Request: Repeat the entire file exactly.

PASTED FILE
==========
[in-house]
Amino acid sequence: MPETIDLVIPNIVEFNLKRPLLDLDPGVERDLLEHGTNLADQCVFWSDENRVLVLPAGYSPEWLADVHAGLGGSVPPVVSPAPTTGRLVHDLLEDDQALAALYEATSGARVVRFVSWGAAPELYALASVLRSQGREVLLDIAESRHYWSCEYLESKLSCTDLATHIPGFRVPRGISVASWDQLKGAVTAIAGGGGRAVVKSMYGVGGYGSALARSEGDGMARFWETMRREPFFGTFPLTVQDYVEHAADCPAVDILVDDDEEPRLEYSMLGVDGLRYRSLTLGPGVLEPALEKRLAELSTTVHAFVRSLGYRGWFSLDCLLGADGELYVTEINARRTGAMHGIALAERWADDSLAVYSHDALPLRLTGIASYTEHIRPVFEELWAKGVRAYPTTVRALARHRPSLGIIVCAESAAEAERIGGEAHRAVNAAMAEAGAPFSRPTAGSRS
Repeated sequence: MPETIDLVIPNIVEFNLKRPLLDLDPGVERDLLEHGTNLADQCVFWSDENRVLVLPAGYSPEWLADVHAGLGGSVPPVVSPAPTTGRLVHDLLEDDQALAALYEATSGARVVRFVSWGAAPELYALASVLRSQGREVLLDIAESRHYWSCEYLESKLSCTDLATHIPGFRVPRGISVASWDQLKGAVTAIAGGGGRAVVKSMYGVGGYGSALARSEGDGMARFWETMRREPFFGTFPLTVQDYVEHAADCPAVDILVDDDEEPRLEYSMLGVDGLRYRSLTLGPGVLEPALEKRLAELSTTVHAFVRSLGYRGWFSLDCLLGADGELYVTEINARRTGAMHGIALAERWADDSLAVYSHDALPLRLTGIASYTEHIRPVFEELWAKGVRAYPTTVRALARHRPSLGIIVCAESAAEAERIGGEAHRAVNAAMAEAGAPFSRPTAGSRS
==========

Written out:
[in-house]
Amino acid sequence: MPETIDLVIPNIVEFNLKRPLLDLDPGVERDLLEHGTNLADQCVFWSDENRVLVLPAGYSPEWLADVHAGLGGSVPPVVSPAPTTGRLVHDLLEDDQALAALYEATSGARVVRFVSWGAAPELYALASVLRSQGREVLLDIAESRHYWSCEYLESKLSCTDLATHIPGFRVPRGISVASWDQLKGAVTAIAGGGGRAVVKSMYGVGGYGSALARSEGDGMARFWETMRREPFFGTFPLTVQDYVEHAADCPAVDILVDDDEEPRLEYSMLGVDGLRYRSLTLGPGVLEPALEKRLAELSTTVHAFVRSLGYRGWFSLDCLLGADGELYVTEINARRTGAMHGIALAERWADDSLAVYSHDALPLRLTGIASYTEHIRPVFEELWAKGVRAYPTTVRALARHRPSLGIIVCAESAAEAERIGGEAHRAVNAAMAEAGAPFSRPTAGSRS
Repeated sequence: MPETIDLVIPNIVEFNLKRPLLDLDPGVERDLLEHGTNLADQCVFWSDENRVLVLPAGYSPEWLADVHAGLGGSVPPVVSPAPTTGRLVHDLLEDDQALAALYEATSGARVVRFVSWGAAPELYALASVLRSQGREVLLDIAESRHYWSCEYLESKLSCTDLATHIPGFRVPRGISVASWDQLKGAVTAIAGGGGRAVVKSMYGVGGYGSALARSEGDGMARFWETMRREPFFGTFPLTVQDYVEHAADCPAVDILVDDDEEPRLEYSMLGVDGLRYRSLTLGPGVLEPALEKRLAELSTTVHAFVRSLGYRGWFSLDCLLGADGELYVTEINARRTGAMHGIALAERWADDSLAVYSHDALPLRLTGIASYTEHIRPVFEELWAKGVRAYPTTVRALARHRPSLGIIVCAESAAEAERIGGEAHRAVNAAMAEAGAPFSRPTAGSRS